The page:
Saturday, January 3, 2009

English 206

When I was nineteen, I took a lower-division creative writing poetry class. I was excited, as I had been writing poetry since I was a kid. I don’t exactly know what I expected, but I do recall that my experience did not quite match whatever expectations I may have had. I had heard good things about the professor, but I think he was past his prime by the time I took his class. At times, he was animated and inspiring when he spoke about poetic language, but more often then not, he was erratic and irritable, and he would forget what he had told us from one moment to the next.

I found that I didn’t quite fit in with all of the students, either. There were a couple of girls who were of the belief that no one’s poetry should be critiqued, because to do so was to critique that person’s feelings and that just wasn’t fair. As a matter of fact, they often met any discussion of their recent drafts with trembling lips and watery eyes. They had a very Stuart Smalley-like approach to poetry class: it should function as a daily affirmation for everyone’s emotions and experiences.

There were other students who wore black all of the time and often came to class barefoot. They seemed to equate the poetic life with a lack of attention to personal hygiene and a need to use the f**k word as often as possible in their work. One girl in the class seemed to write every poem about the size and girth of her various lovers’ private parts, using the word “cockroach” as a double entendre/metaphor as often as possible.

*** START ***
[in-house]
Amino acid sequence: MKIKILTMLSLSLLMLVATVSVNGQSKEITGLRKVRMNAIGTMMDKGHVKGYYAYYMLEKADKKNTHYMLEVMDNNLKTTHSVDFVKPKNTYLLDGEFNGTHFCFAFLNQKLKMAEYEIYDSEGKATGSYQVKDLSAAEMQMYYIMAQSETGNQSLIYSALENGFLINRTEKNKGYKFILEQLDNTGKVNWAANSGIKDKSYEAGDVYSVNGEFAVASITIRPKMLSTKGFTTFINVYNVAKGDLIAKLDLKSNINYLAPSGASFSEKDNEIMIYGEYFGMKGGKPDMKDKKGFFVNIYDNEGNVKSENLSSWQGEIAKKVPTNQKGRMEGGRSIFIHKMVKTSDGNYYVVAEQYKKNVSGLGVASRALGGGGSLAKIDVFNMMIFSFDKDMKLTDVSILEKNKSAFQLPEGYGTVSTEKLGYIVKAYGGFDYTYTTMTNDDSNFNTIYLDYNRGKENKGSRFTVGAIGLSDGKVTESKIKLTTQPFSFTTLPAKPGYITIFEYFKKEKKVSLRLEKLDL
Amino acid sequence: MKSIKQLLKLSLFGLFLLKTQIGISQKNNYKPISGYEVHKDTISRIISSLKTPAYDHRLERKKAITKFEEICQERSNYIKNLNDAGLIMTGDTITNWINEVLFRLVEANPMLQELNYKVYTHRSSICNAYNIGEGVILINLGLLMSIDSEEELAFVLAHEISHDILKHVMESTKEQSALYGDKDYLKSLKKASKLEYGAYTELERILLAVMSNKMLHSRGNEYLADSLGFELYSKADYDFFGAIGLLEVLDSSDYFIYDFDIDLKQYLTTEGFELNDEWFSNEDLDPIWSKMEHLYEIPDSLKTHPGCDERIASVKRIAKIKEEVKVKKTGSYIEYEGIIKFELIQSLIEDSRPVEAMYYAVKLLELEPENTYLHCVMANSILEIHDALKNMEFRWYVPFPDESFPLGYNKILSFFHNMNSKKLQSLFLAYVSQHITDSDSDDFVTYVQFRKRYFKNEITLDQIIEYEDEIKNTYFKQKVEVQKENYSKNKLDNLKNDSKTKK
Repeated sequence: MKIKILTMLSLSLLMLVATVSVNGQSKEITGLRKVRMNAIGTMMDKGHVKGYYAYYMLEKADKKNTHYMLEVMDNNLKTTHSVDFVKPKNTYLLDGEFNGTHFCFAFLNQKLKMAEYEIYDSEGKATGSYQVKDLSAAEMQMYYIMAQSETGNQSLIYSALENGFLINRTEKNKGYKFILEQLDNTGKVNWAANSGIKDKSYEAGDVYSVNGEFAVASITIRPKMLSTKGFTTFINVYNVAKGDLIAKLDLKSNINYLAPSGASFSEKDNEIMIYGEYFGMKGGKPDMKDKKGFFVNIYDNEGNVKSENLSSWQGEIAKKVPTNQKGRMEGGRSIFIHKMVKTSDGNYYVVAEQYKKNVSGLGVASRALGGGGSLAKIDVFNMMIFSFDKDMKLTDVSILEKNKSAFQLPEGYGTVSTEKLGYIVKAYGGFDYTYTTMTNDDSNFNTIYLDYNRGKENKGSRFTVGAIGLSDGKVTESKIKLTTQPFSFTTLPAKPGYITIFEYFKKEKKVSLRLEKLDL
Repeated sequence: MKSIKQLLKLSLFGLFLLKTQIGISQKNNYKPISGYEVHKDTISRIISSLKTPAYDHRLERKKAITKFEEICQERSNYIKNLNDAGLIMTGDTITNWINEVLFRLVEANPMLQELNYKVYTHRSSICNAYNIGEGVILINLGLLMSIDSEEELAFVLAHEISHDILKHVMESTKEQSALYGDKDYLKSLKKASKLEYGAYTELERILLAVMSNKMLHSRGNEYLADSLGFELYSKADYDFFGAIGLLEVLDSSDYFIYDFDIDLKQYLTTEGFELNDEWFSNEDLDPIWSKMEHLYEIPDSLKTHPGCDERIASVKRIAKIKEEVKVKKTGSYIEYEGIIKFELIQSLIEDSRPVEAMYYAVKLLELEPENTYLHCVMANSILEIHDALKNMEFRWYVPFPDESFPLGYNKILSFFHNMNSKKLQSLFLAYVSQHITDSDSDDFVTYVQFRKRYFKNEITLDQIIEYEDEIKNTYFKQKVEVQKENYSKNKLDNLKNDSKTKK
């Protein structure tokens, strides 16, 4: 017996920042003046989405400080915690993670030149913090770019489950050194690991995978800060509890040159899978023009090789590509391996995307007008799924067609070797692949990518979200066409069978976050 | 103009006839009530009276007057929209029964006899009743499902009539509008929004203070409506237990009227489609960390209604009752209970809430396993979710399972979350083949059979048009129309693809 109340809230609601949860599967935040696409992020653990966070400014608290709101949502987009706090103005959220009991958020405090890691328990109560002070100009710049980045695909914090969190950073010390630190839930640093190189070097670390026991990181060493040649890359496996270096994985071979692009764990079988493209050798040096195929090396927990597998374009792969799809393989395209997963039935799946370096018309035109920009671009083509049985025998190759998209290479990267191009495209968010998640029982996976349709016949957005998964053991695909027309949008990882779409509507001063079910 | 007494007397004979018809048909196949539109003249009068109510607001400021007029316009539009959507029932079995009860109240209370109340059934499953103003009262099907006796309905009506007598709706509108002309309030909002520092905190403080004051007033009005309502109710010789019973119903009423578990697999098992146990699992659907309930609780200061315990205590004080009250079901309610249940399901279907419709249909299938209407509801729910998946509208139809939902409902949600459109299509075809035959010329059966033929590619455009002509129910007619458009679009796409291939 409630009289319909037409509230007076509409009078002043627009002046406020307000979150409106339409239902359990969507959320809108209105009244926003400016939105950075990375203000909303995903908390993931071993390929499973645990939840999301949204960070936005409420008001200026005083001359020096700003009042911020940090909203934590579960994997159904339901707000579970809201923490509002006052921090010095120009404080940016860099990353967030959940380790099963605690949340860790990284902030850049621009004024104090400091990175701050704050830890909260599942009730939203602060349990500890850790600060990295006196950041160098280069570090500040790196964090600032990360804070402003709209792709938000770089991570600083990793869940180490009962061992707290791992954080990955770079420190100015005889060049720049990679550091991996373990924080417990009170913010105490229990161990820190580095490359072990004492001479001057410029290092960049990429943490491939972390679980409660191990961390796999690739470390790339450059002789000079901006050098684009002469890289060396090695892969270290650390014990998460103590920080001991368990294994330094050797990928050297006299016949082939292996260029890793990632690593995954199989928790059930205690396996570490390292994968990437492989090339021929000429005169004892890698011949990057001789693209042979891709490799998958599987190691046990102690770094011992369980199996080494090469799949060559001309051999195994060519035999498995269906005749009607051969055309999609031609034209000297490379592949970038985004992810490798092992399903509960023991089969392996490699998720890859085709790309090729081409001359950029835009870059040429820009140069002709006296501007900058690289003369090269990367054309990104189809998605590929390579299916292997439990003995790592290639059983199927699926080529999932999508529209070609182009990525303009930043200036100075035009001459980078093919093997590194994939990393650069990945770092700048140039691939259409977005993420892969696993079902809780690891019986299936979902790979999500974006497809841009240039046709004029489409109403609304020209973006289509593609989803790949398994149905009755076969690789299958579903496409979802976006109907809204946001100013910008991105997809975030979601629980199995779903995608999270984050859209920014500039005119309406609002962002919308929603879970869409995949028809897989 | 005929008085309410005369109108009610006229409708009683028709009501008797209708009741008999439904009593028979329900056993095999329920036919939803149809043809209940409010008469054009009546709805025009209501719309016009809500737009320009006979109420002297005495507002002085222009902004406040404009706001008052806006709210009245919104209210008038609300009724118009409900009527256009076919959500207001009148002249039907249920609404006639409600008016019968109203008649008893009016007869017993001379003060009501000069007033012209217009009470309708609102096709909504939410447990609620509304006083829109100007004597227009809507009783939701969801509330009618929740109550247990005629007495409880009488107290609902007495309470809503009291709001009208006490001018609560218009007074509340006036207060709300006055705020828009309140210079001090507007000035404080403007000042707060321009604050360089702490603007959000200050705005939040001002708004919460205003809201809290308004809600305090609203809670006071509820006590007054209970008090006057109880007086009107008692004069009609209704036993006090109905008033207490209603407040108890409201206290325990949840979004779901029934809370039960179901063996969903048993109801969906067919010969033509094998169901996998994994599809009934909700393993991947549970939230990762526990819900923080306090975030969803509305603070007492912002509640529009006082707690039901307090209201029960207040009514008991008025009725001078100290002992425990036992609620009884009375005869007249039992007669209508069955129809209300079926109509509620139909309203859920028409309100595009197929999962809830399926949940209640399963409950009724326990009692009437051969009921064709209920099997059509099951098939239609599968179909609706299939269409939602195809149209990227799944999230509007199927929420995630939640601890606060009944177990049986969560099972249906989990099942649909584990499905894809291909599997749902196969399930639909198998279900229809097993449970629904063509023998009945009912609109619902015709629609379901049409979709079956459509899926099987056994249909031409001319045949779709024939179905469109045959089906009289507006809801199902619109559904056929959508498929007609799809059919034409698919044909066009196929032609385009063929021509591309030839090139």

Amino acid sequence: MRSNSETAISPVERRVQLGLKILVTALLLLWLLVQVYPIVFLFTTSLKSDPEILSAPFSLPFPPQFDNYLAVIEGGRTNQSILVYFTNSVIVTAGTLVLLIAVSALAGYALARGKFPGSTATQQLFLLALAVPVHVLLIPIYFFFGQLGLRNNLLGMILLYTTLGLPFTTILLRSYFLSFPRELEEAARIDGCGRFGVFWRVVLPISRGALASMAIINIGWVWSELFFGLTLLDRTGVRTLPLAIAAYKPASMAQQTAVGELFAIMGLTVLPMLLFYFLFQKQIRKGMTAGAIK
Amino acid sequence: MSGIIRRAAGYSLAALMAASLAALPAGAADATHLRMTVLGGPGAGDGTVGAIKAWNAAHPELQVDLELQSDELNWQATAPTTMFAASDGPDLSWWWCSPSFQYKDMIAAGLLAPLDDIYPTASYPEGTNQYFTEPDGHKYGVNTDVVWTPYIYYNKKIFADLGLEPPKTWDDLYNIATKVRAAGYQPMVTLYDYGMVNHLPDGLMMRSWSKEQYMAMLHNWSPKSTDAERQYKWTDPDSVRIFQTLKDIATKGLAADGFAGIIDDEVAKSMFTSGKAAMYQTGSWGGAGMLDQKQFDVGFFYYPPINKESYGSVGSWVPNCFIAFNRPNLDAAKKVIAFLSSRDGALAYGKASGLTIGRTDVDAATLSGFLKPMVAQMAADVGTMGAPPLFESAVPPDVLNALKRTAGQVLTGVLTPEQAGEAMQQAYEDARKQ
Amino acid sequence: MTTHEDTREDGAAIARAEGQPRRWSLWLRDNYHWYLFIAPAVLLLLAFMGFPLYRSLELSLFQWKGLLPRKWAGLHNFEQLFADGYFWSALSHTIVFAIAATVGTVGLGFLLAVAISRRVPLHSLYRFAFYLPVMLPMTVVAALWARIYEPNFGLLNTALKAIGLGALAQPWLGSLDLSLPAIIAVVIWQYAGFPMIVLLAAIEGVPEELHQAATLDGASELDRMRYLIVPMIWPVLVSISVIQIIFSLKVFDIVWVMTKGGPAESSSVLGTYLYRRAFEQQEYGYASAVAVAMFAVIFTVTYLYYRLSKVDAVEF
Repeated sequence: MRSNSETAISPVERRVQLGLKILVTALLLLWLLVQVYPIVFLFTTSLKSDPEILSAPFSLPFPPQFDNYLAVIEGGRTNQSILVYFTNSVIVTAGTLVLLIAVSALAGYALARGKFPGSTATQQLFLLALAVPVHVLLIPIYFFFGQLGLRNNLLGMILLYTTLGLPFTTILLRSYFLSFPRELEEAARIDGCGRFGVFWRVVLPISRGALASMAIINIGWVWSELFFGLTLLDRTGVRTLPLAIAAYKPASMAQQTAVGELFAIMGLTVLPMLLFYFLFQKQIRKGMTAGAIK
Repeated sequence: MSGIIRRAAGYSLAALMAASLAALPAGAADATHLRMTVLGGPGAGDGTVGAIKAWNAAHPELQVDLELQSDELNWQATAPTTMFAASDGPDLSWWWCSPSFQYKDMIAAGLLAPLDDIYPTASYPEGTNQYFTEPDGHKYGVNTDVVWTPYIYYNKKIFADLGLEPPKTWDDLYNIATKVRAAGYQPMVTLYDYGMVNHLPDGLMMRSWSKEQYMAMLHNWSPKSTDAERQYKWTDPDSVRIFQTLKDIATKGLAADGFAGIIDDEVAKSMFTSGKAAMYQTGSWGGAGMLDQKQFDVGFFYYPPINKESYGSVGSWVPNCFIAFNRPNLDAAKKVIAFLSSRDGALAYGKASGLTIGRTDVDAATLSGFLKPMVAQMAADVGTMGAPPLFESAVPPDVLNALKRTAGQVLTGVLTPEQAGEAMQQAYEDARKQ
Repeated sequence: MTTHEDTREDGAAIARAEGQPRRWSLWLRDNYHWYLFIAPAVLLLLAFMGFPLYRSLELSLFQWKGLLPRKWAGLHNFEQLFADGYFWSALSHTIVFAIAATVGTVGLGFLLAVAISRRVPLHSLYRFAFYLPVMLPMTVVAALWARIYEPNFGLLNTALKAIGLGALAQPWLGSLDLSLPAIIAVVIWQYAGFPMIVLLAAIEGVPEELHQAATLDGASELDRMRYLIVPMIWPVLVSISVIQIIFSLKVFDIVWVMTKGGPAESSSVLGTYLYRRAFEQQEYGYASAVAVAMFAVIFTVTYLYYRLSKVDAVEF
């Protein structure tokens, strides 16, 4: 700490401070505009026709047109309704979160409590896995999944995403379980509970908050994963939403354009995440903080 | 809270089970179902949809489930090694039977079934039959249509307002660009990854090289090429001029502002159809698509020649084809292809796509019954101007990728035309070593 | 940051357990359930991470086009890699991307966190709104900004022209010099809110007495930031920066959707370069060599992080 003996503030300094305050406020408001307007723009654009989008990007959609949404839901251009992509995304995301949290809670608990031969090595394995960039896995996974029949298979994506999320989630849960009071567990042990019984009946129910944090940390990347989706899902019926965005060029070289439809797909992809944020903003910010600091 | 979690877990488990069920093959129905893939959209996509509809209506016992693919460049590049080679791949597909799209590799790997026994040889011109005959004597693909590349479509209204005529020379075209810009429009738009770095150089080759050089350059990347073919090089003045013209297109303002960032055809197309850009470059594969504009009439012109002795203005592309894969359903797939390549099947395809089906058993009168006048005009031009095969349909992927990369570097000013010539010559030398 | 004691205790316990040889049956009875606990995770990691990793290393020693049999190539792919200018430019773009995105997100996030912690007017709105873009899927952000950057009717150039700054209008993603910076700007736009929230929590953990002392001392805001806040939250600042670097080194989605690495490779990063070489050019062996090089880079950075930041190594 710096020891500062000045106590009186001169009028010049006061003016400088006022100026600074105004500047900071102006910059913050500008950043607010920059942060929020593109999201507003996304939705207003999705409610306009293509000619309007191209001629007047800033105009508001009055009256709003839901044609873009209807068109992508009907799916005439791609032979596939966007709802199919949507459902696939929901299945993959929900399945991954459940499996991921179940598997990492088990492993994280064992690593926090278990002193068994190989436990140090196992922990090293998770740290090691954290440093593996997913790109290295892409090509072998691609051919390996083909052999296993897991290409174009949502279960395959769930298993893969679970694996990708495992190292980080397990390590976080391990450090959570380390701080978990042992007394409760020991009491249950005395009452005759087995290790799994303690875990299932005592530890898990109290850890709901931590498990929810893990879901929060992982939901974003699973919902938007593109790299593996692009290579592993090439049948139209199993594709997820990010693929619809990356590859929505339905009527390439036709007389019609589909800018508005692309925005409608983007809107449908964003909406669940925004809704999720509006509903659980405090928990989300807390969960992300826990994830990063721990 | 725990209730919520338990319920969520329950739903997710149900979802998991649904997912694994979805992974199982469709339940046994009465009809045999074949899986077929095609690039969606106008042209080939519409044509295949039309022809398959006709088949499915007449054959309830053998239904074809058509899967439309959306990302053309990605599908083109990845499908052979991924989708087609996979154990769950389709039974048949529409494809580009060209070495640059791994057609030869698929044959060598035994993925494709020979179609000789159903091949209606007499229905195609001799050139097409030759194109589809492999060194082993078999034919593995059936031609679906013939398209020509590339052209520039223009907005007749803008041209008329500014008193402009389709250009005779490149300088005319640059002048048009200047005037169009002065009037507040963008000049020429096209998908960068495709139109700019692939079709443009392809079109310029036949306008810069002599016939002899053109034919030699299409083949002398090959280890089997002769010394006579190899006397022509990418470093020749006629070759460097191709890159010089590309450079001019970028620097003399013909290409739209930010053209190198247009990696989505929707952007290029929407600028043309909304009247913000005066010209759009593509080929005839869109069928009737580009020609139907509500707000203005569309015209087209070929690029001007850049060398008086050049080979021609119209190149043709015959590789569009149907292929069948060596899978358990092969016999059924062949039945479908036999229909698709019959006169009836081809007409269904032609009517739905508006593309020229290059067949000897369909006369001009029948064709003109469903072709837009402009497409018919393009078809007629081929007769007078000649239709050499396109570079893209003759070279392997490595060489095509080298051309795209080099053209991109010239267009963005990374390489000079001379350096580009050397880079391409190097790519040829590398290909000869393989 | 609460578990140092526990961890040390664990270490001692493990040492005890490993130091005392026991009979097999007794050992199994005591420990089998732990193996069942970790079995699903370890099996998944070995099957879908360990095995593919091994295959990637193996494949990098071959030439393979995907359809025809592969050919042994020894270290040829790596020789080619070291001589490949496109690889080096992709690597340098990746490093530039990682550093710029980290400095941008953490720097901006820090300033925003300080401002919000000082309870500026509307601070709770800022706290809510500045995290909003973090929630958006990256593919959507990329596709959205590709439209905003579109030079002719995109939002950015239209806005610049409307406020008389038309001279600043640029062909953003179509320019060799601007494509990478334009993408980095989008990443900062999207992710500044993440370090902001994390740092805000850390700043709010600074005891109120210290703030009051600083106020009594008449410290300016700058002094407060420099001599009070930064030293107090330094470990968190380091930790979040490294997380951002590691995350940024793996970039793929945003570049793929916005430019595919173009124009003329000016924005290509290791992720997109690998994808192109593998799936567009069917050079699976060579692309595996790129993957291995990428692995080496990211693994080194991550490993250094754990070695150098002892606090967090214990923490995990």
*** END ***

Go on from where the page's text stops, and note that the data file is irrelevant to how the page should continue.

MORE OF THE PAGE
I left the class feeling like I did not belong in the creative writing world. And for the rest of my undergraduate career, I used this feeling as an excuse to not attempt any other poetry or fiction classes. The class was not a total loss, however. I find myself now striving to implement the lessons I learned: make your language as precise as possible, avoid clich├ęs, and write at least one poem a week. 20 years later, I’m still not sure how well I am doing, but I am taking pleasure in doing it.

At the end of that semester, my professor wrote a comment on my final portfolio that pleased me and frustrated me to no end: “You have a strong sense of the language of poetry, but you have yet to find your own authentic poetic voice. Final grade: B.” I was glad that he thought I had a knack for poetic language, but what was a poetic voice? Where could I get one? How did I find it? Did I miss the distribution line at freshman orientation? If my poetic voice wasn’t my own, whose was it? My nearly 40-year-old self thinks it’s ridiculous to expect that any 19-year-old could have found her own poetic voice, but my 19-year-old self would surely disagree!

I have no idea what my professor would think of this blog, but I’m no longer using my experience in his class as an excuse to hold back on my writing. Maybe that’s a first step to finding my voice.

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